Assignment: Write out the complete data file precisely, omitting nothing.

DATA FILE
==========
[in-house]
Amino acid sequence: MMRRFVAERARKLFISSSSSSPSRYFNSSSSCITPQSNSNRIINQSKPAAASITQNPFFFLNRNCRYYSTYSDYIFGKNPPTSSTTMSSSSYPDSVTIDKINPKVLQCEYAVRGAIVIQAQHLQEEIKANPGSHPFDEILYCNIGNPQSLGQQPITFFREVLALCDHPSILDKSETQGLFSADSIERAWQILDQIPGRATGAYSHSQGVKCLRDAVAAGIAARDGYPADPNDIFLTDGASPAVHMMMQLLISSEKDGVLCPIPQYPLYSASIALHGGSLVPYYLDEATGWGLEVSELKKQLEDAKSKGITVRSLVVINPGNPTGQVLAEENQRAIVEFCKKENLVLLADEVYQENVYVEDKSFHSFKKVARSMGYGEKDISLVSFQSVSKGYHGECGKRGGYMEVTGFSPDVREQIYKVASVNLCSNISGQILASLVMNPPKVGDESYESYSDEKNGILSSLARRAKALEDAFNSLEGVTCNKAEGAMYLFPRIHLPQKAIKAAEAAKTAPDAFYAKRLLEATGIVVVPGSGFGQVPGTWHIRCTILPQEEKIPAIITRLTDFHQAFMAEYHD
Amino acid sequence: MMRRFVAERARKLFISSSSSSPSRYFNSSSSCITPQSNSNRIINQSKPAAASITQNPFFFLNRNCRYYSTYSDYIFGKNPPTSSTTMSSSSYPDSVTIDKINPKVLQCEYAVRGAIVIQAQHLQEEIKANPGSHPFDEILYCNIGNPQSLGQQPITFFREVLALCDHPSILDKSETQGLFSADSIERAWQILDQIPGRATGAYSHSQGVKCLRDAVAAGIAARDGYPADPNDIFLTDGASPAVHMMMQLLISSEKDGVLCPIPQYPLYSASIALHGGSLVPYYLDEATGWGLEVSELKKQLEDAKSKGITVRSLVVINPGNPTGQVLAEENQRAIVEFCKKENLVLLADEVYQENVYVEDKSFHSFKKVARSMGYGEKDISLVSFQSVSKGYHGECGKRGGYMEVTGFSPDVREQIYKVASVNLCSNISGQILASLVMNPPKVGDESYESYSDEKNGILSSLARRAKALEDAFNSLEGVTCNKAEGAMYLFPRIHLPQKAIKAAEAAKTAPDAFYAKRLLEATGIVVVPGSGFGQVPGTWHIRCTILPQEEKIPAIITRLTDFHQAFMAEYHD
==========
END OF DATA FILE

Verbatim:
[in-house]
Amino acid sequence: MMRRFVAERARKLFISSSSSSPSRYFNSSSSCITPQSNSNRIINQSKPAAASITQNPFFFLNRNCRYYSTYSDYIFGKNPPTSSTTMSSSSYPDSVTIDKINPKVLQCEYAVRGAIVIQAQHLQEEIKANPGSHPFDEILYCNIGNPQSLGQQPITFFREVLALCDHPSILDKSETQGLFSADSIERAWQILDQIPGRATGAYSHSQGVKCLRDAVAAGIAARDGYPADPNDIFLTDGASPAVHMMMQLLISSEKDGVLCPIPQYPLYSASIALHGGSLVPYYLDEATGWGLEVSELKKQLEDAKSKGITVRSLVVINPGNPTGQVLAEENQRAIVEFCKKENLVLLADEVYQENVYVEDKSFHSFKKVARSMGYGEKDISLVSFQSVSKGYHGECGKRGGYMEVTGFSPDVREQIYKVASVNLCSNISGQILASLVMNPPKVGDESYESYSDEKNGILSSLARRAKALEDAFNSLEGVTCNKAEGAMYLFPRIHLPQKAIKAAEAAKTAPDAFYAKRLLEATGIVVVPGSGFGQVPGTWHIRCTILPQEEKIPAIITRLTDFHQAFMAEYHD
Amino acid sequence: MMRRFVAERARKLFISSSSSSPSRYFNSSSSCITPQSNSNRIINQSKPAAASITQNPFFFLNRNCRYYSTYSDYIFGKNPPTSSTTMSSSSYPDSVTIDKINPKVLQCEYAVRGAIVIQAQHLQEEIKANPGSHPFDEILYCNIGNPQSLGQQPITFFREVLALCDHPSILDKSETQGLFSADSIERAWQILDQIPGRATGAYSHSQGVKCLRDAVAAGIAARDGYPADPNDIFLTDGASPAVHMMMQLLISSEKDGVLCPIPQYPLYSASIALHGGSLVPYYLDEATGWGLEVSELKKQLEDAKSKGITVRSLVVINPGNPTGQVLAEENQRAIVEFCKKENLVLLADEVYQENVYVEDKSFHSFKKVARSMGYGEKDISLVSFQSVSKGYHGECGKRGGYMEVTGFSPDVREQIYKVASVNLCSNISGQILASLVMNPPKVGDESYESYSDEKNGILSSLARRAKALEDAFNSLEGVTCNKAEGAMYLFPRIHLPQKAIKAAEAAKTAPDAFYAKRLLEATGIVVVPGSGFGQVPGTWHIRCTILPQEEKIPAIITRLTDFHQAFMAEYHD